Want a rare peek at how repairs are made on a historic engine? Make for Jamestown and the Behind the Scene tour, which happens each Tuesday.
A RARE PEEK: Railtown 1897 State Historic Park in Jamestown gets a lot of local and regional love, and for dang good reason: Everyone digs those warm weather train rides through the low hilly passes of Gold Country. Sierra No. 3 is the famous engine, the so-called "Movie Train" (because, wait for it, it has been featured in a ton of films). But Sierra No. 28 has been making some waves, too, in recent months, and it isn't even out running on the tracks. The reason? It's having repairs done, "a work in progress," and train buffs and history lovers alike are welcome to lookie-loo. "Visitors can watch as crews remove and replace corroded and worn out metal parts and inspect and repair the boiler." Interesting stuff, especially if you desire a deeper understanding of train mechanics, beyond a sunny day out riding the rails.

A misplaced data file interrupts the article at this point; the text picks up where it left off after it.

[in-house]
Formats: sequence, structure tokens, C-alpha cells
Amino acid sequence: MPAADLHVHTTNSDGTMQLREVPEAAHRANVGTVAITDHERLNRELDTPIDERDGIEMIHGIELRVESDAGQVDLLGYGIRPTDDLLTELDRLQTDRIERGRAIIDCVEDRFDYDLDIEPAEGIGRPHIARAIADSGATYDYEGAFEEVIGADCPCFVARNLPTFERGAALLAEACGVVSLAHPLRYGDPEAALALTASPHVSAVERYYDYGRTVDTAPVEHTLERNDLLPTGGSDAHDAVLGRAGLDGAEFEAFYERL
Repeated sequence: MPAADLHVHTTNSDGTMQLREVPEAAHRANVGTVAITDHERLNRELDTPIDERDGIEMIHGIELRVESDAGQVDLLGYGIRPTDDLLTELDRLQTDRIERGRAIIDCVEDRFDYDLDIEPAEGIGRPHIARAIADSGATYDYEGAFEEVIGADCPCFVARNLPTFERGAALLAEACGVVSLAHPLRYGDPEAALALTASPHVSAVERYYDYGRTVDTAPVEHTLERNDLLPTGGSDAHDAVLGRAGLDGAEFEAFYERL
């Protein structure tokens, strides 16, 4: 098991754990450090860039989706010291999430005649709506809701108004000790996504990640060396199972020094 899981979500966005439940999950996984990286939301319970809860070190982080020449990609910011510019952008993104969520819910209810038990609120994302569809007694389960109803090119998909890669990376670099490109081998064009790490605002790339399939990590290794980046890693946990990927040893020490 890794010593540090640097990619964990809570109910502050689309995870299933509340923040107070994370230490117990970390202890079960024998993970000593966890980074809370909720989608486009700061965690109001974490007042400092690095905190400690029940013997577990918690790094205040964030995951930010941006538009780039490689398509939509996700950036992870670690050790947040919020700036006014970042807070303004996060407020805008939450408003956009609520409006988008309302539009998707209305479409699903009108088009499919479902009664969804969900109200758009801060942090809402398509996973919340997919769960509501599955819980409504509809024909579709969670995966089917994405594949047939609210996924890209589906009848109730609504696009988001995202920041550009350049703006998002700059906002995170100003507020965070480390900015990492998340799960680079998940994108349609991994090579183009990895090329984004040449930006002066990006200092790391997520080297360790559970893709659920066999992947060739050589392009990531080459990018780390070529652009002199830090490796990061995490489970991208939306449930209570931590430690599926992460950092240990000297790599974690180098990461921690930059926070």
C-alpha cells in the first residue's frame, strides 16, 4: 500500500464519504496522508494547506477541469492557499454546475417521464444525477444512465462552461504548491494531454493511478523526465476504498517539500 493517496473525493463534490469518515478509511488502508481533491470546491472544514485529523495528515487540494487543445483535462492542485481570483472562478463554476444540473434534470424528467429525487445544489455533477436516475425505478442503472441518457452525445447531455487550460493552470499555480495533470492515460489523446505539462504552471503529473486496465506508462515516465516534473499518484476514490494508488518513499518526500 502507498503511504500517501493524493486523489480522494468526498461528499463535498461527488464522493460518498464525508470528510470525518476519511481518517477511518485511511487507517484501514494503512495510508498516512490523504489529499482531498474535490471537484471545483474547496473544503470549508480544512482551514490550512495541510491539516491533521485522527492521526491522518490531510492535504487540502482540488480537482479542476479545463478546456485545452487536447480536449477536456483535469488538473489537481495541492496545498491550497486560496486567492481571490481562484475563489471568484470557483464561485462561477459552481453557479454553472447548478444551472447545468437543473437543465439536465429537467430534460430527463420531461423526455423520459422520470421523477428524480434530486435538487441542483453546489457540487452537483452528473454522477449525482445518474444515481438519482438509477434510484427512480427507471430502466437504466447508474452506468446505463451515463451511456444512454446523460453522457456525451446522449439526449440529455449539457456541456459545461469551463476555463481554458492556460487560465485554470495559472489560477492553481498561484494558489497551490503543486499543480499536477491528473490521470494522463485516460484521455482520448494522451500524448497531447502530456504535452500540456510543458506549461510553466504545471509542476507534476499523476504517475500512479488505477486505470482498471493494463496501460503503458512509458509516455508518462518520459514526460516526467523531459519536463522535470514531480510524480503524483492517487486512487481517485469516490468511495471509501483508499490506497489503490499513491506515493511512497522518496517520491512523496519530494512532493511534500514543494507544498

AND DEEPER STILL... are the behind-the-scenes-y tours each Tuesday, which take rail mavens into the historic Roundhouse for an eye-full of current projects, including "routine maintenance and specialized work happening on current projects." The steam engine parts "must be manufactured on site," meaning that the work going on has a time-honored and even time-travel-y feel. Can't zip down to most corner stores and pick up a steam engine part, now that we think of it.
GOOD TO KNOW: Sierra No. 28'll be wrapped up by summer 2014, so the thinking goes, so if you want to check out what's going on, lay track. The Behind the Scenes Tuesday walks? They start at 10 a.m. and are five bucks on top of the park admission. Oh, and the summer weekend rides? Those kick up the first weekend in April. Busy times at one of the Golden State's toot-tootiest ye olde train hubs. ("Toot-tootiest"=super charming, of course.)